Governmental Immunity: City of San Antonio v. Von Dohlen, No. 04-20-00071-CV, 2020 WL 4808722 (Tex. App.—San Antonio Aug. 19, 2020). Thecity council voted to approve a concession agreement that would exclude a subcontractor from operating a Chick-Fil-A restaurant at the city’s airport. Subsequently, the Texas Legislature passed legislation prohibiting governmental entities from discriminating against any person on the basis of its membership in, affiliation with or support provided to a religious organization. Shortly thereafter, the appellees sued the city for declaratory and injunctive relief, arguing that the city was violating state law by continuing to exclude Chick-Fil-A from operating at the airport. The city filed a plea based on governmental immunity and a Rule 91 motion to dismiss. The trial court denied the plea and the motion.  The court of appeals only addressed the plea as it was dispositive, finding that a claim to effectively nullify the concession agreement, which was made prior to the enactment of the new legislation, was barred by governmental immunity.

Quo Warranto: City of Leon Valley v. Martinez, No. 04-19-00879-CV, 2020 WL 4808711 (Tex. App.—San Antonio Aug. 19, 2020). After the city council removed Martinez from his elected office as council member and appointed his replacement, Martinez sued the city seeking reinstatement. The city filed a plea, arguing that a quo warranto proceeding was Martinez’s exclusive remedy. The trial court denied the appeal. The court of appeals held the remedy to seek reinstatement was a quo warranto action.

Elections: City of Floresville v. Gonzalez-Dippel, No. 04-20-00070-CV, 2020 WL 4606902 (Tex. App.—San Antonio Aug. 12, 2020) (mem. op.). The city’s charter requires municipal elections be held on the May uniform election date, but, in 2011, the city council, adopted a resolution changing the date of its May election to November. In 2019, the city council repealed the 2011 resolution, changing the date for all future municipal elections back to May. Candidates for places 3, 4, and 5 who had filed for a place on the ballot for the November 2019 election before the 2019 resolution was passed, and the city’s mayor, Gonzalez-Dippel, in her official capacity, sued the city and each of the other city council members and the city secretary in their official capacities, seeking declaratory and injunctive relief for the 2019 resolution was allegedly passed in violation of the Election Code and the Texas Open Meetings Act (TOMA).  The city filed a general denial and a plea. The trial court denied the city’s plea and granted a temporary injunction declaring the 2019 resolution void, places 3, 4, and 5 vacant, and ordering the city to hold a special election in May 2020. The court of appeals reversed in part the trial court’s order denying the plea, holding that the mayor had no standing to sue in her official capacity and the claims for declaratory and injunctive relief were improper attempts to pursue a quo warranto claim. The court remanded to the trial court the city’s mootness challenge to the TOMA claims, and affirmed the trial court’s order as to the claim that the 2019 resolution violated the Election Code.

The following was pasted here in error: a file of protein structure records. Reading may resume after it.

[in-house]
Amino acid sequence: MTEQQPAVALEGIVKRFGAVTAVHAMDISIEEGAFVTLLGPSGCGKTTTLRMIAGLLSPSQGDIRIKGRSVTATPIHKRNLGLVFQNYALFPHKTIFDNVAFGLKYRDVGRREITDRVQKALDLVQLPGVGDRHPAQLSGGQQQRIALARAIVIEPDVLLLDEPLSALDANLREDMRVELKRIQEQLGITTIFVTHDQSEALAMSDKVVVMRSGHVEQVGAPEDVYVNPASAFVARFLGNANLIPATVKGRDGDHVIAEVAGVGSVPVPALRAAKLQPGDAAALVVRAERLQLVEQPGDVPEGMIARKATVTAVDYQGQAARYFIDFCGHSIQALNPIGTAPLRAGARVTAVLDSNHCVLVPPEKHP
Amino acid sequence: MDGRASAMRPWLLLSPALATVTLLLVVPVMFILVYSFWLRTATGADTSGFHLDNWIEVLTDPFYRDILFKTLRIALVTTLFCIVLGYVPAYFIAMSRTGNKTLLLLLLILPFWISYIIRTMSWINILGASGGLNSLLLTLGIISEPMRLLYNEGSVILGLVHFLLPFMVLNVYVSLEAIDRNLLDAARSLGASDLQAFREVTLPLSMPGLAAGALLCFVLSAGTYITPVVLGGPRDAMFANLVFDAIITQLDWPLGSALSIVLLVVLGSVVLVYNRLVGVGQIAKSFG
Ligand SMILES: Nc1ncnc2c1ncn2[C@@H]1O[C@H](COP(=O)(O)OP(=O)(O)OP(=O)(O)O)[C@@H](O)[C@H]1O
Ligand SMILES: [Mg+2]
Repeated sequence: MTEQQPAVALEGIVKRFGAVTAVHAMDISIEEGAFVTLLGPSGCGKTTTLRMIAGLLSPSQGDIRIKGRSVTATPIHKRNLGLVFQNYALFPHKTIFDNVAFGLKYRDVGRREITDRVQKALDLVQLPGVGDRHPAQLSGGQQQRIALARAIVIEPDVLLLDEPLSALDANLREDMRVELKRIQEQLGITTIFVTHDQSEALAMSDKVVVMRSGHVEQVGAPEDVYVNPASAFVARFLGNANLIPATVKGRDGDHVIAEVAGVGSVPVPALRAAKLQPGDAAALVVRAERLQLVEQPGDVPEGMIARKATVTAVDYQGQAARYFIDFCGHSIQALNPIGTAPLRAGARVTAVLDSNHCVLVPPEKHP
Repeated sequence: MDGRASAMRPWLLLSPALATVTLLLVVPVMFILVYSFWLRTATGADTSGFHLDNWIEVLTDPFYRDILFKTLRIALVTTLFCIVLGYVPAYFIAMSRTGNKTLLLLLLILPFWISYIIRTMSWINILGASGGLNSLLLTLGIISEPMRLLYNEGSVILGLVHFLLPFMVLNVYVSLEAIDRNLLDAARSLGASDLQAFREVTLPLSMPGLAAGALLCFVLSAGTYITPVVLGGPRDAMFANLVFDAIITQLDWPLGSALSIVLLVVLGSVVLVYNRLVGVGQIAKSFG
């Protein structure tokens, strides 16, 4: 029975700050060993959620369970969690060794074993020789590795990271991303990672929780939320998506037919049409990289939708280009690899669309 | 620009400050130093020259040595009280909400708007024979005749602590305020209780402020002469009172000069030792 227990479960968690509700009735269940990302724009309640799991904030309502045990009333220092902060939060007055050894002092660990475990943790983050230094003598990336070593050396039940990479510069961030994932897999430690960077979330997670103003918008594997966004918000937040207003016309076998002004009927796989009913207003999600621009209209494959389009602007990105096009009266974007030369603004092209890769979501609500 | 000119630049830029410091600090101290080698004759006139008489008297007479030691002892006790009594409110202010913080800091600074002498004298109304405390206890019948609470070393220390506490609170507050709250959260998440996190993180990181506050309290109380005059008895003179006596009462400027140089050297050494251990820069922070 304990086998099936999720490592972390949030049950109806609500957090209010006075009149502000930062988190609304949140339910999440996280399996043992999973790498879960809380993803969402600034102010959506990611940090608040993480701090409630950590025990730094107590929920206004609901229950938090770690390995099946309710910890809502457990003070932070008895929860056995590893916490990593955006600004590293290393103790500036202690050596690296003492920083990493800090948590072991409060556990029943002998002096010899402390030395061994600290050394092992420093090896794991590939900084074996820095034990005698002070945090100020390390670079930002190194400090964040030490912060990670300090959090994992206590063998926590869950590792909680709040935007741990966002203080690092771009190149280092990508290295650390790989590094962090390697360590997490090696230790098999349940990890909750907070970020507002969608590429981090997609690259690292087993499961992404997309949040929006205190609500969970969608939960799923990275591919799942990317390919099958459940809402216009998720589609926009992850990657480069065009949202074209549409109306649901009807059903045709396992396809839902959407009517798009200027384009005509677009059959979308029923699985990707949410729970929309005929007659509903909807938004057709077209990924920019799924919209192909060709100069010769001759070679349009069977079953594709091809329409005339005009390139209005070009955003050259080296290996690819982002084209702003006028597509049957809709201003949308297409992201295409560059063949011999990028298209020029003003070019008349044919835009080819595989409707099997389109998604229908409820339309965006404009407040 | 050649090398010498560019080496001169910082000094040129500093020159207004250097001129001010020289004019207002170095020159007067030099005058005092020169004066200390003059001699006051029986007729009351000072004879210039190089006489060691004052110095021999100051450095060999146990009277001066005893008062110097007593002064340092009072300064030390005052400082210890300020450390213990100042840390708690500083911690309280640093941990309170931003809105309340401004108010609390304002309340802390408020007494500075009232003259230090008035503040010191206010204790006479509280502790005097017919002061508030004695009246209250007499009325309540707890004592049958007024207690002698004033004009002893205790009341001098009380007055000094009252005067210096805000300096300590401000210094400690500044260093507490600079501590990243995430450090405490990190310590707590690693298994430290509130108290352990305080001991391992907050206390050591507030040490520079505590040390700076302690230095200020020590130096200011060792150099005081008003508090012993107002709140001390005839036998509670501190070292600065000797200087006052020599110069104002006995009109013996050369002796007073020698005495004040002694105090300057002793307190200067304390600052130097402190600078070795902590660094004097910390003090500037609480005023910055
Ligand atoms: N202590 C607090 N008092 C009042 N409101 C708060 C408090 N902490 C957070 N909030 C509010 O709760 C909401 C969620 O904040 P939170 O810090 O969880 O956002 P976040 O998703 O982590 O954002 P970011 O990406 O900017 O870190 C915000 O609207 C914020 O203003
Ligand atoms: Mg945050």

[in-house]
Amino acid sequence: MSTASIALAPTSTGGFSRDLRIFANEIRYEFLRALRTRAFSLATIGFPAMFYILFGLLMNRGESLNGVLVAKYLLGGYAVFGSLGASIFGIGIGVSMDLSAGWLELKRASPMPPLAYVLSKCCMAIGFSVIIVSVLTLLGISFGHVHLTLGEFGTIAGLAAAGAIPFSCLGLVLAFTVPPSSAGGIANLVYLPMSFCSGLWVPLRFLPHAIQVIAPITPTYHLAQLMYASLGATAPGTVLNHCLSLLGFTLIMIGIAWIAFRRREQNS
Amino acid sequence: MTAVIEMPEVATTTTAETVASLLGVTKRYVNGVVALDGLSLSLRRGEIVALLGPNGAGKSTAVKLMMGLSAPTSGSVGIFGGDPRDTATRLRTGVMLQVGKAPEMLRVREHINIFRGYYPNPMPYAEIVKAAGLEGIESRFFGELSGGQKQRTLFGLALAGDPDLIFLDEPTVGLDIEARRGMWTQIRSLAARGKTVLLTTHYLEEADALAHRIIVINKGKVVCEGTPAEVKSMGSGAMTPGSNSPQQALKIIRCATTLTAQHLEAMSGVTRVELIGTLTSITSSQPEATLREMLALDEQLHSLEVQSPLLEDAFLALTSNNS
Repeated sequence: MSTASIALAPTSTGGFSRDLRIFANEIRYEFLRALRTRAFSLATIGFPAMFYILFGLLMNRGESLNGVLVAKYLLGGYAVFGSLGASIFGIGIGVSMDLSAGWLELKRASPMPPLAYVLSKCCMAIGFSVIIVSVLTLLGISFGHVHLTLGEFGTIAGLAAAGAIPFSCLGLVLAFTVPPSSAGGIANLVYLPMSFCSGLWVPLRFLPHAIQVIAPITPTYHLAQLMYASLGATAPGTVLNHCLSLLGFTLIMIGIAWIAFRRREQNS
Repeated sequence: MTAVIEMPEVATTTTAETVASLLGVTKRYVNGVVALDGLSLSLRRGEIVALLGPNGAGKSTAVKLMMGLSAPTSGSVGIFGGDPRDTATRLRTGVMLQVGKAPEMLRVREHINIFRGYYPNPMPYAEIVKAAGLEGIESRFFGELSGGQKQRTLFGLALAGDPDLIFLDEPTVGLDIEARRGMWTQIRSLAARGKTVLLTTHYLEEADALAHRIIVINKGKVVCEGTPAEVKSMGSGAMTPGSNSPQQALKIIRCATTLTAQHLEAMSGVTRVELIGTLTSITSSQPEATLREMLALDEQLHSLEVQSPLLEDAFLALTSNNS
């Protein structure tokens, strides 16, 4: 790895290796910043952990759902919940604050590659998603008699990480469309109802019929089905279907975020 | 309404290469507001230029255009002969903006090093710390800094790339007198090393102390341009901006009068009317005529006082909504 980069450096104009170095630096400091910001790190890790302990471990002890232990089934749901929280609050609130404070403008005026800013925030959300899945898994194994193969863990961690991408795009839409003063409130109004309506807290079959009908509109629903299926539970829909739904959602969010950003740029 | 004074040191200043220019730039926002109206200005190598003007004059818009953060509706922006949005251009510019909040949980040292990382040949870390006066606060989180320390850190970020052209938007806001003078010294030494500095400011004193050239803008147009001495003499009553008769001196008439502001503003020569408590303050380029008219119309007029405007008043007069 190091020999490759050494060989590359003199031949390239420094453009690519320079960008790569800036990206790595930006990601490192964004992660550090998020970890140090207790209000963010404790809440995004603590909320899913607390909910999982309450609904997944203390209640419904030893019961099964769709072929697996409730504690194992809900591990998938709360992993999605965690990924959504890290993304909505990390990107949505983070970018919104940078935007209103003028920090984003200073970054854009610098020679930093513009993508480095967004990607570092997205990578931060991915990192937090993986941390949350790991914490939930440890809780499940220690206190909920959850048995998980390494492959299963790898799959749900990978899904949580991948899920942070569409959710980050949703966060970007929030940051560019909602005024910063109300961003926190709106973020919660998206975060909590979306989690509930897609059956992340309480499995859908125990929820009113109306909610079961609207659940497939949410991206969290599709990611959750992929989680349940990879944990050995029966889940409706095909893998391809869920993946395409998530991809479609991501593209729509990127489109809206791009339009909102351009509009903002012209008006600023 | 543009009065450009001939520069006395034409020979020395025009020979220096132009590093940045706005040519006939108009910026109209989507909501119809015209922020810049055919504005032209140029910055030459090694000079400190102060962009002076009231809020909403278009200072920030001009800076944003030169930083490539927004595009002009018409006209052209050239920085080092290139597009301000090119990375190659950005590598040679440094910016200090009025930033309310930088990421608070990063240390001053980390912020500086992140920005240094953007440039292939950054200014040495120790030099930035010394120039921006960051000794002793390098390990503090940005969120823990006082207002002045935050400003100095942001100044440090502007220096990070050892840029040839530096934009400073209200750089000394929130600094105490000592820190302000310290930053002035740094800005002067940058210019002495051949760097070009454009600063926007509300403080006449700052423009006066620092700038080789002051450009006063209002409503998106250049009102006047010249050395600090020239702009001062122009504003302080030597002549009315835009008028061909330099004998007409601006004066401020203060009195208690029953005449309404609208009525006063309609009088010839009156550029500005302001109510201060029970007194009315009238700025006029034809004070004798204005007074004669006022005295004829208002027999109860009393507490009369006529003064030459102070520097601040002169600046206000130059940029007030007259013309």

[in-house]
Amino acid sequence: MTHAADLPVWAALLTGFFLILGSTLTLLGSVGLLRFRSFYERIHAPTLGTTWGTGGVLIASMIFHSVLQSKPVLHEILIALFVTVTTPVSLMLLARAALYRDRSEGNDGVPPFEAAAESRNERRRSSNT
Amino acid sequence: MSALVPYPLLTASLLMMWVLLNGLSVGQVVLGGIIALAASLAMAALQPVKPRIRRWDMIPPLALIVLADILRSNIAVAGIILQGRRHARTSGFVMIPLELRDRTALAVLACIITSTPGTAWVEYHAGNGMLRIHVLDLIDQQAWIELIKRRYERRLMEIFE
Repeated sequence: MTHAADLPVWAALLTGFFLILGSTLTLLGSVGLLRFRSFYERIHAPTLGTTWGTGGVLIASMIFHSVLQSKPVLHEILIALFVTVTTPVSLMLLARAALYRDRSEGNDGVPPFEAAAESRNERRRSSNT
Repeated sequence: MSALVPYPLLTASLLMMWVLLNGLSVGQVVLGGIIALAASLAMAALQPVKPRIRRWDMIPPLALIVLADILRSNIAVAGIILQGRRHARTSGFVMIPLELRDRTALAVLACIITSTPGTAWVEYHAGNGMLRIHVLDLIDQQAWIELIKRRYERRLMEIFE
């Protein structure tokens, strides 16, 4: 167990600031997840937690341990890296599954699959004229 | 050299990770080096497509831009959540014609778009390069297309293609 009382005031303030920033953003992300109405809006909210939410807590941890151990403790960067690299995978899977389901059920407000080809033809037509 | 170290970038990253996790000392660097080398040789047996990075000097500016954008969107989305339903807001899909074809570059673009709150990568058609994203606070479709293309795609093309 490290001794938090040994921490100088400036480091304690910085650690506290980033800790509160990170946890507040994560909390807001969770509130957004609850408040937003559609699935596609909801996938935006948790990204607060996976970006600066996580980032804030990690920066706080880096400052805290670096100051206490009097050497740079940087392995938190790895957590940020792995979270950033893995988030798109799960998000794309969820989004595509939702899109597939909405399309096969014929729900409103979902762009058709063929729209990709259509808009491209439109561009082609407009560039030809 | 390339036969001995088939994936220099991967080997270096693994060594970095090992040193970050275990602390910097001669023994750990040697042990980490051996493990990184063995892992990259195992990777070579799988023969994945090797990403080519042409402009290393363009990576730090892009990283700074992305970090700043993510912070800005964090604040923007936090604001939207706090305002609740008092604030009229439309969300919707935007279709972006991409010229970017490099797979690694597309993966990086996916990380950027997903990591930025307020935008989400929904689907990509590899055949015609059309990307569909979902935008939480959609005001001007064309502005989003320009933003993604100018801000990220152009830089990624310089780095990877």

Annexation: City of Terrell v. Edmonds, No. 05-19-01248-CV, 2020 WL 5361978 (Tex. App.—Dallas Sept. 8, 2020) (mem. op.). In response to the city’s efforts to annex 1000-foot wide strips along specific state highways, property owners residing outside the city limits sued the city alleging that the proposed annexation violated the city charter and state law, and that the notice of the proposed annexation was insufficient under the Texas Open Meetings Act (TOMA). The city argued, among other things, that the suit was not ripe as city council had yet to vote on the annexation and that an injunction to stop council from voting on the annexation ordinance based on alleged violations of TOMA may only be asserted in a quo warranto proceeding. The trial court denied the plea. The court of appeals held that appellants’ allegations were not ripe and that a quo warranto proceeding is the only proper method of attacking the validity of a city’s proposed annexation based on TOMA violations.

Whistleblower: Herrera v. Dallas Indep. Sch. Dist., No. 05-19-01290-CV, 2020 WL 5054798 (Tex. App.—Dallas Aug. 27, 2020).  Herrera sued the Dallas Independent School District (district) after he was terminated at the end of his probationary period, claiming whistleblower retaliation for making complaints to Child Protective Services regarding suspected child abuse by other district teachers. The district filed a plea to the jurisdiction asserting that Herrera failed to follow the district’s grievance process before filing suit. The trial court granted the district’s plea. The court of appeals reversed and remanded, finding that a fact issue exists regarding whether Herrera complied with the jurisdictional prerequisites for a whistleblower suit.